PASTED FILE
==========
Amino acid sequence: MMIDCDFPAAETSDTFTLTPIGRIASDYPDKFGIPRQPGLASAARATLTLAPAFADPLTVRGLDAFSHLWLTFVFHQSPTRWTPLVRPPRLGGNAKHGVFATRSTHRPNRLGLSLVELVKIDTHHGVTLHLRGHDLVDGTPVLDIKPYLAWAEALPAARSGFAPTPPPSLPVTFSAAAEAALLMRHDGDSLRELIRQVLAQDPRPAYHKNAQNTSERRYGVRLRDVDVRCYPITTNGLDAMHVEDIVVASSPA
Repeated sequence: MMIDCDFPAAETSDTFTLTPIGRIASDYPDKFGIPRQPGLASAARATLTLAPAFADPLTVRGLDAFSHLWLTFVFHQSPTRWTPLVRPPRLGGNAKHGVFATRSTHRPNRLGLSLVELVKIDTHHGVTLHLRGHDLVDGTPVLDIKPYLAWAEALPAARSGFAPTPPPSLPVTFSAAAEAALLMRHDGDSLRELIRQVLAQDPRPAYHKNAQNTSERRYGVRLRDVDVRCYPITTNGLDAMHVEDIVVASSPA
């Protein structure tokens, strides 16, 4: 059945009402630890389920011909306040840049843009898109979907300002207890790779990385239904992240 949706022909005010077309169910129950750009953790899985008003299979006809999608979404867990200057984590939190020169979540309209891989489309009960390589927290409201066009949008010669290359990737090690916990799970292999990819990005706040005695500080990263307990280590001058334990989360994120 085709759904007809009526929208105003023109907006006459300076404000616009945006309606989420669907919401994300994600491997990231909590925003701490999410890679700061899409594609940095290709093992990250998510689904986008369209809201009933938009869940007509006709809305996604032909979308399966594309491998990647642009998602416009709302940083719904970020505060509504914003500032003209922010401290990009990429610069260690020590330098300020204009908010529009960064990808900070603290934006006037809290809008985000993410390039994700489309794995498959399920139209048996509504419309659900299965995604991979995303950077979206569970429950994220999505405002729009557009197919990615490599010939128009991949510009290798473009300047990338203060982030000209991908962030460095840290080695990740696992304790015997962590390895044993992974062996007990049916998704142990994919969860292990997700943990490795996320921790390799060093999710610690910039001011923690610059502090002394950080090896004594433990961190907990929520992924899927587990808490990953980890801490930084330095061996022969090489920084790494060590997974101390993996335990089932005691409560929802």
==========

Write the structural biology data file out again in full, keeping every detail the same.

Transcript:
Amino acid sequence: MMIDCDFPAAETSDTFTLTPIGRIASDYPDKFGIPRQPGLASAARATLTLAPAFADPLTVRGLDAFSHLWLTFVFHQSPTRWTPLVRPPRLGGNAKHGVFATRSTHRPNRLGLSLVELVKIDTHHGVTLHLRGHDLVDGTPVLDIKPYLAWAEALPAARSGFAPTPPPSLPVTFSAAAEAALLMRHDGDSLRELIRQVLAQDPRPAYHKNAQNTSERRYGVRLRDVDVRCYPITTNGLDAMHVEDIVVASSPA
Repeated sequence: MMIDCDFPAAETSDTFTLTPIGRIASDYPDKFGIPRQPGLASAARATLTLAPAFADPLTVRGLDAFSHLWLTFVFHQSPTRWTPLVRPPRLGGNAKHGVFATRSTHRPNRLGLSLVELVKIDTHHGVTLHLRGHDLVDGTPVLDIKPYLAWAEALPAARSGFAPTPPPSLPVTFSAAAEAALLMRHDGDSLRELIRQVLAQDPRPAYHKNAQNTSERRYGVRLRDVDVRCYPITTNGLDAMHVEDIVVASSPA
């Protein structure tokens, strides 16, 4: 059945009402630890389920011909306040840049843009898109979907300002207890790779990385239904992240 949706022909005010077309169910129950750009953790899985008003299979006809999608979404867990200057984590939190020169979540309209891989489309009960390589927290409201066009949008010669290359990737090690916990799970292999990819990005706040005695500080990263307990280590001058334990989360994120 085709759904007809009526929208105003023109907006006459300076404000616009945006309606989420669907919401994300994600491997990231909590925003701490999410890679700061899409594609940095290709093992990250998510689904986008369209809201009933938009869940007509006709809305996604032909979308399966594309491998990647642009998602416009709302940083719904970020505060509504914003500032003209922010401290990009990429610069260690020590330098300020204009908010529009960064990808900070603290934006006037809290809008985000993410390039994700489309794995498959399920139209048996509504419309659900299965995604991979995303950077979206569970429950994220999505405002729009557009197919990615490599010939128009991949510009290798473009300047990338203060982030000209991908962030460095840290080695990740696992304790015997962590390895044993992974062996007990049916998704142990994919969860292990997700943990490795996320921790390799060093999710610690910039001011923690610059502090002394950080090896004594433990961190907990929520992924899927587990808490990953980890801490930084330095061996022969090489920084790494060590997974101390993996335990089932005691409560929802």